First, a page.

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By Thomas Wheeler

Typical for any given assortment of Marvel Legends figures, there are one or two that are "chase" figures, or deliberately very short-packed variants of characters more standardly packed in the assortment. In Series 10, also known as the Sentinel Series, the distinction went to Angel and Cyclops.

I've already reviewed the standard Angel in a separate review, so I'll keep my background report on him relatively short here. Angel is Warren Worthington III, a founding member of the X-Men, a mutant who gained his name due to the fact that he has two immense feathered wings emerging from his back that enable him to fly. He went through a decidedly rough spot some years ago when his wings were damaged to the point of requiring amputation, and then he fell under the power of the evil mutant Apocalypse, who transformed him into his agent of death, Archangel, with mechanical wings. Worthington's original wings eventually regrew, and he escaped Apocalypse's influence, and became the Angel once again.

During his time as the Angel, after he "graduated" from the X-Men, he was best known for two virtually identical costumes. The costumes featured a wide, white, vertical stripe down the middle, with a gold "halo" logo, as well as white gloves and boots. The main color to the costume was either red or blue. I'm not certain that there was any great rhyme or reason to which outfit Angel wore at any given time, although the red one was the more common of the two. Hardly surprising, as such, that Toy Biz would made the blue one the "chase" variant.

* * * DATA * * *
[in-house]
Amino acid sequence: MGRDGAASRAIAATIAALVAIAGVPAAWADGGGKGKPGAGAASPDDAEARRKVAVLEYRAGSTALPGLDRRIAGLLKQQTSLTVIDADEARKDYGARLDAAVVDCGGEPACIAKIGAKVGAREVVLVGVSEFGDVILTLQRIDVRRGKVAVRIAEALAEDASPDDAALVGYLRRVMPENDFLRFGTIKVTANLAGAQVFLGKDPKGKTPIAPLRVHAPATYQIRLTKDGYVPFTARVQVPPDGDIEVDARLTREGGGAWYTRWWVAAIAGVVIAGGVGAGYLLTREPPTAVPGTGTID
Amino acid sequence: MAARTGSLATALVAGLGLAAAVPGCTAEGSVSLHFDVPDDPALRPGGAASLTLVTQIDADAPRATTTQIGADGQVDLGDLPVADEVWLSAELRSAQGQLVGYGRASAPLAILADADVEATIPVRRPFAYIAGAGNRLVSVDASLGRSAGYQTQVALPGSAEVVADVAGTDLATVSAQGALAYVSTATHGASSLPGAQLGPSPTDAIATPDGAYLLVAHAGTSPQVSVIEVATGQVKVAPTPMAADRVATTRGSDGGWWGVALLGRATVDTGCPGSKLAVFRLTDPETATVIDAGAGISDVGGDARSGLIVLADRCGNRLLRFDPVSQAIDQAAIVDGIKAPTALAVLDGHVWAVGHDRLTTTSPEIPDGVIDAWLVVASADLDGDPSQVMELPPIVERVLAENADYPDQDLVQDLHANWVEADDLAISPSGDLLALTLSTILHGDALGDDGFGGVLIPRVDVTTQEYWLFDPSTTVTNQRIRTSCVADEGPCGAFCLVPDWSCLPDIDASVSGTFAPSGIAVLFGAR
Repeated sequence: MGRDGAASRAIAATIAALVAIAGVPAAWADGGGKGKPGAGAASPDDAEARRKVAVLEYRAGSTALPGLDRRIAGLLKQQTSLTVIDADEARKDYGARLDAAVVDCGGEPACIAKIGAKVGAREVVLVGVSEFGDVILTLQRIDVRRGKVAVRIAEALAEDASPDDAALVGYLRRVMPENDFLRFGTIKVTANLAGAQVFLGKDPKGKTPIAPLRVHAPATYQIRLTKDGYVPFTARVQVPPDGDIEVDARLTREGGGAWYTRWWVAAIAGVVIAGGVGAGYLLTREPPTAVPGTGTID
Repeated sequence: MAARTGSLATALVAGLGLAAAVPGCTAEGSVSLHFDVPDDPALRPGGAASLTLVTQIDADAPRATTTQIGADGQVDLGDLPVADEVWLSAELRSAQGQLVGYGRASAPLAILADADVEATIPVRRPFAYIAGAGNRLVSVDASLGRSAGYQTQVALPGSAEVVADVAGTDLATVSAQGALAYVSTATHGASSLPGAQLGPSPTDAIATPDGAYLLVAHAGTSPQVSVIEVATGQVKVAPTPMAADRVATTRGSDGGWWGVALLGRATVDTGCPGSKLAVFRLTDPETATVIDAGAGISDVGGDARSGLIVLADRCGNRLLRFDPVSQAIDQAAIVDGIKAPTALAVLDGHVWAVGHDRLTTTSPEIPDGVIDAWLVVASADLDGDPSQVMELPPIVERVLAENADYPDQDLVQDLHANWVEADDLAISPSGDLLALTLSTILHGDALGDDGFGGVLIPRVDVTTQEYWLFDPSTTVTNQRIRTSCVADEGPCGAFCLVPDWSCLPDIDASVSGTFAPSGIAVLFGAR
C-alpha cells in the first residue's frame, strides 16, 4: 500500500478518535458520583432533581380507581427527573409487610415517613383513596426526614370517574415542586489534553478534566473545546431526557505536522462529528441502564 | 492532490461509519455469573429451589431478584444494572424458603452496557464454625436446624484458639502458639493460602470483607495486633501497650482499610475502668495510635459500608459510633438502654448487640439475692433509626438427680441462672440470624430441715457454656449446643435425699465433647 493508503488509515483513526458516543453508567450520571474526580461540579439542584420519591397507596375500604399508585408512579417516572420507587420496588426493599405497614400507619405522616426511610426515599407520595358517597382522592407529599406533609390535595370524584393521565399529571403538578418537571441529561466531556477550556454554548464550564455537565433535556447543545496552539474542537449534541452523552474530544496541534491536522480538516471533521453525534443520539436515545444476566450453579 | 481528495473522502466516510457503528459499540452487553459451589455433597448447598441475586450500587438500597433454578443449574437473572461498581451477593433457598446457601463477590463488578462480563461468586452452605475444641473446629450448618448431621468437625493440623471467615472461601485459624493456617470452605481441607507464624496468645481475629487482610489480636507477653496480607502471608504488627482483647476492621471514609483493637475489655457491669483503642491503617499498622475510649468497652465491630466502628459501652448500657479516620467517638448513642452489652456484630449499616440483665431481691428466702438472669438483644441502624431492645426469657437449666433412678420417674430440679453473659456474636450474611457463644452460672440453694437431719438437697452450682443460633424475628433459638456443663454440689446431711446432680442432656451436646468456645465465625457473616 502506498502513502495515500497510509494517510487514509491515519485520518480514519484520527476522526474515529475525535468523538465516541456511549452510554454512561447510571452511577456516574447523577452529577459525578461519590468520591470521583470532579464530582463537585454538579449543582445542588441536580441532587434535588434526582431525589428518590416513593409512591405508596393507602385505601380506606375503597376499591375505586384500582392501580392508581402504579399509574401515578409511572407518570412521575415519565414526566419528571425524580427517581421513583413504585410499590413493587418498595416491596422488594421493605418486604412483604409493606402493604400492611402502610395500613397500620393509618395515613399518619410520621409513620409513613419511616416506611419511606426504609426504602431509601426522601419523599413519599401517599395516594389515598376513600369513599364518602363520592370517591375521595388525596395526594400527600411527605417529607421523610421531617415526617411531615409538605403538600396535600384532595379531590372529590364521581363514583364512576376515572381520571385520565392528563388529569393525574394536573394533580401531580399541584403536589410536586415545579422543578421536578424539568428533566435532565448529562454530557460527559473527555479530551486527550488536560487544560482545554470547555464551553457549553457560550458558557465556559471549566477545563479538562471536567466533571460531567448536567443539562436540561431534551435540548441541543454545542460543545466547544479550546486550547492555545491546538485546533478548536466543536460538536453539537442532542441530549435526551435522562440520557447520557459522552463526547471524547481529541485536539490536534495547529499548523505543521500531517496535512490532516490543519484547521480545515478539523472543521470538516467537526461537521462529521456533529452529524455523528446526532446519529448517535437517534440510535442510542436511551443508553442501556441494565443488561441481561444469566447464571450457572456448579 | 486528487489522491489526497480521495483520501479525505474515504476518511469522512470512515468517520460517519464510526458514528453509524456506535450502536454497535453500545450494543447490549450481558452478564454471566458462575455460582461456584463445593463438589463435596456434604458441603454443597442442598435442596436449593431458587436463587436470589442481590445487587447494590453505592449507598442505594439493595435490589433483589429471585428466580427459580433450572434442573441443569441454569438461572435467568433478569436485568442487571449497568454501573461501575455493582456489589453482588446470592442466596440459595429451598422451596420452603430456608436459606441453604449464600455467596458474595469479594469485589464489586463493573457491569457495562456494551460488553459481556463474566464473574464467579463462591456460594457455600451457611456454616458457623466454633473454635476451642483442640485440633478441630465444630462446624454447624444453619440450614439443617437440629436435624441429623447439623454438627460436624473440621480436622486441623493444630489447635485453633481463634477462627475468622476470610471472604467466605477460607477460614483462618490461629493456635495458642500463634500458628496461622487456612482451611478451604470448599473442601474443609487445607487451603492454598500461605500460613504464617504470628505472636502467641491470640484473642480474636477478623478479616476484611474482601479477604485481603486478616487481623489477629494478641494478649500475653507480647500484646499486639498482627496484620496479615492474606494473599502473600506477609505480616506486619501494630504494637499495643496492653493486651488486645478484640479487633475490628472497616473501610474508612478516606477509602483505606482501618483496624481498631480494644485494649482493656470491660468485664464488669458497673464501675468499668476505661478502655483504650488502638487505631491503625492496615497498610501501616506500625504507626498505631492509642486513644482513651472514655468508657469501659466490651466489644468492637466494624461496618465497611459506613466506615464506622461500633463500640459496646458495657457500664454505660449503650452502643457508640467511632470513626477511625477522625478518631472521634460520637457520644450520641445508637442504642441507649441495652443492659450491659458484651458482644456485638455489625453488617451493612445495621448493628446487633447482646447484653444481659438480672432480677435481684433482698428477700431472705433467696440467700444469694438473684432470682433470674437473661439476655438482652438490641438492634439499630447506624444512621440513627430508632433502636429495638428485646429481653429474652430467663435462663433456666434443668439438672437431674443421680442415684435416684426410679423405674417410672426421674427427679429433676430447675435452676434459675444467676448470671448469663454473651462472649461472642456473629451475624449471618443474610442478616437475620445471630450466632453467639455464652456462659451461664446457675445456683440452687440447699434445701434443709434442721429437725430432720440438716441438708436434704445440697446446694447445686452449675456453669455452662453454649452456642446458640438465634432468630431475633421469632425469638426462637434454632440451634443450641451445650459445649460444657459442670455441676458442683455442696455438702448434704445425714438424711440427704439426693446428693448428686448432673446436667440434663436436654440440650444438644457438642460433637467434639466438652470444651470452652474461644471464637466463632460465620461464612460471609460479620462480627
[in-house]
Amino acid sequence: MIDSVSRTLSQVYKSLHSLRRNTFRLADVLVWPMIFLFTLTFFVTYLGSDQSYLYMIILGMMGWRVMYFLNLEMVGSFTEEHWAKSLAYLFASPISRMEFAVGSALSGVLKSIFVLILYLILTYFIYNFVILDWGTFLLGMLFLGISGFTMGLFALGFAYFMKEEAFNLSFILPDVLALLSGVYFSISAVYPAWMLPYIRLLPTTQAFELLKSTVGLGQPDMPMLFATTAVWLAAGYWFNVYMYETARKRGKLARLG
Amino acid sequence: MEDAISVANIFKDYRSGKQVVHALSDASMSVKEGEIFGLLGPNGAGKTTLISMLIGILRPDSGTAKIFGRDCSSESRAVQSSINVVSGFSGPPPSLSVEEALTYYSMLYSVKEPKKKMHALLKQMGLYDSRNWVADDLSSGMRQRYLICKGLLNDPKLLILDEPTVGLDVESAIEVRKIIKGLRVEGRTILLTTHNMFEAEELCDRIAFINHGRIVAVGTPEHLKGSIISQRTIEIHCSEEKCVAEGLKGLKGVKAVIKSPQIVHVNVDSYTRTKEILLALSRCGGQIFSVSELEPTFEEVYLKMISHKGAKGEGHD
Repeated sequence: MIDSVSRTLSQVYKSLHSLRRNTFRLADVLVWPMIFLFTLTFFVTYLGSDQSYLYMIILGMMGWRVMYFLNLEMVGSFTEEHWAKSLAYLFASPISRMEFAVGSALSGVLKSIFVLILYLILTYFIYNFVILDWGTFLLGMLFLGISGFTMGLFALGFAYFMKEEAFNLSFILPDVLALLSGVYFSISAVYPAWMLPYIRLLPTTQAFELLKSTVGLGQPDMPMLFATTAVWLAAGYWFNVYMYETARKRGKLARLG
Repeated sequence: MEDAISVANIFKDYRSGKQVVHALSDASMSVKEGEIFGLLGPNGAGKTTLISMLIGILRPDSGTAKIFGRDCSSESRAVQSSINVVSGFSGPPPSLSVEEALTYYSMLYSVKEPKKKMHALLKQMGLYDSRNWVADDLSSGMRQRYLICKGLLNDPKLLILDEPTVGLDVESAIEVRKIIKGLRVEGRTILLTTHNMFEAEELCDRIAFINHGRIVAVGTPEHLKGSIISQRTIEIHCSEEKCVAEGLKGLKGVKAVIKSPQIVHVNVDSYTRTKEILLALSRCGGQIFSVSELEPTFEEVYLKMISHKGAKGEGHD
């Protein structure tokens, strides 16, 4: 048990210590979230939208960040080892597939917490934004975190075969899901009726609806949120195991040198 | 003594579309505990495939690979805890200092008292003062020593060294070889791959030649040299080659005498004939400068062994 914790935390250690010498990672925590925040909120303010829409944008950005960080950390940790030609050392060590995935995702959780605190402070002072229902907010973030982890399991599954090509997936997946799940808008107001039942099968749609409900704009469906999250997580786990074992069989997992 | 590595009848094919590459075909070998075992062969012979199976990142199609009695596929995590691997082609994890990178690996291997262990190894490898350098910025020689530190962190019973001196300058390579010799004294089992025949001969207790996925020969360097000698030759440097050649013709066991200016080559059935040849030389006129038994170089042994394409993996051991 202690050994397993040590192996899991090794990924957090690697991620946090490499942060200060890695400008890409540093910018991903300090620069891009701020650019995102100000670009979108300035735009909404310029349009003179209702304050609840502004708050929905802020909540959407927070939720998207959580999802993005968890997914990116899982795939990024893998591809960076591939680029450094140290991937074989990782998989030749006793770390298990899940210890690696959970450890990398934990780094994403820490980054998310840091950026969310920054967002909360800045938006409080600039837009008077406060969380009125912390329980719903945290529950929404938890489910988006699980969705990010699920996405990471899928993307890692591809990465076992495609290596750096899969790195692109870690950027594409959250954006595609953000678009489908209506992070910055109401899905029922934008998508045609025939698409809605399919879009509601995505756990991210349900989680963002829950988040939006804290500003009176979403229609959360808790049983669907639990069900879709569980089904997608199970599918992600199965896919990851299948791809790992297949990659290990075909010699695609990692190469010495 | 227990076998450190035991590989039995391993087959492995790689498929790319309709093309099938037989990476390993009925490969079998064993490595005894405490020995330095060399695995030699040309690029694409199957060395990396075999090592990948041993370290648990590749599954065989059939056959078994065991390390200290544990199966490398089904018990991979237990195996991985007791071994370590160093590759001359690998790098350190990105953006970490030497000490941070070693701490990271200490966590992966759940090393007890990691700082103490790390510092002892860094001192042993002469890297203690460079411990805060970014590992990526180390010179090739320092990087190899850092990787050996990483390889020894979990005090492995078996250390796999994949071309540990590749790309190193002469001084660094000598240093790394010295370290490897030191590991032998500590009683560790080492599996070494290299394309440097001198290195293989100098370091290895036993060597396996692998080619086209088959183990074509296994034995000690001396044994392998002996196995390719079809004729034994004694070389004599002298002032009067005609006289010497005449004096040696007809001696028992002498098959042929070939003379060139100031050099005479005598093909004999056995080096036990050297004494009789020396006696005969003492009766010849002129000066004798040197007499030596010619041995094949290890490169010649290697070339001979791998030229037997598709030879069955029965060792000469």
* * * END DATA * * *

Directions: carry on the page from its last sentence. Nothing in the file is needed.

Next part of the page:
The Angel figure is basically a good one, with only two notable problems. The wings are not articulated, and they make the figure so back-heavy with their massive outstretched wingspan that the figure is incapable of standing up on his own. He does include a display stand, thankfully, but one still has to think that there had to be some alternative here. If articulated wings were impossible, then perhaps they could have made them from a lighter-weight material, or included a second pair of "pop-off, pop-on" wings in a "folded down" position that would've been lighter weight even if they'd been made from the same type of plastic than the "full wingspan" versions, and might have allowed the figure to stand.

Let's turn now to Cyclops. Another founding member of the X-Men, Cyclops is Scott Summers. Summers was raised in an orphanage after being shoved out of an airplane along with his younger brother Alex, by the boys' parents. The plane was, we would learn years after the debut of the X- Men, attacked and captured by the alien Shi'Ar. Cyclops' father would go on to lead the group of extraterrestrial adventurers known as the Starjammers, taking the name Corsair.

Cyclops' mutant power is the ability to fire red beams of pure force energy from his eyes. Unfortunately, he doesn't have much control over this ability. It's thought that the parachute landing from his parents' plane was less than gentle (the chute caught fire on the way down), and Scott ended up with a bit of brain damage as a result, costing him conscious control over his power when it eventually emerged. Summers must constantly wear either a pair of ruby quartz glasses, or a special visor, to keep his powers in check. The visor has an adjustment setting on it that allows Cyclops to fire his eye beams at various intensities.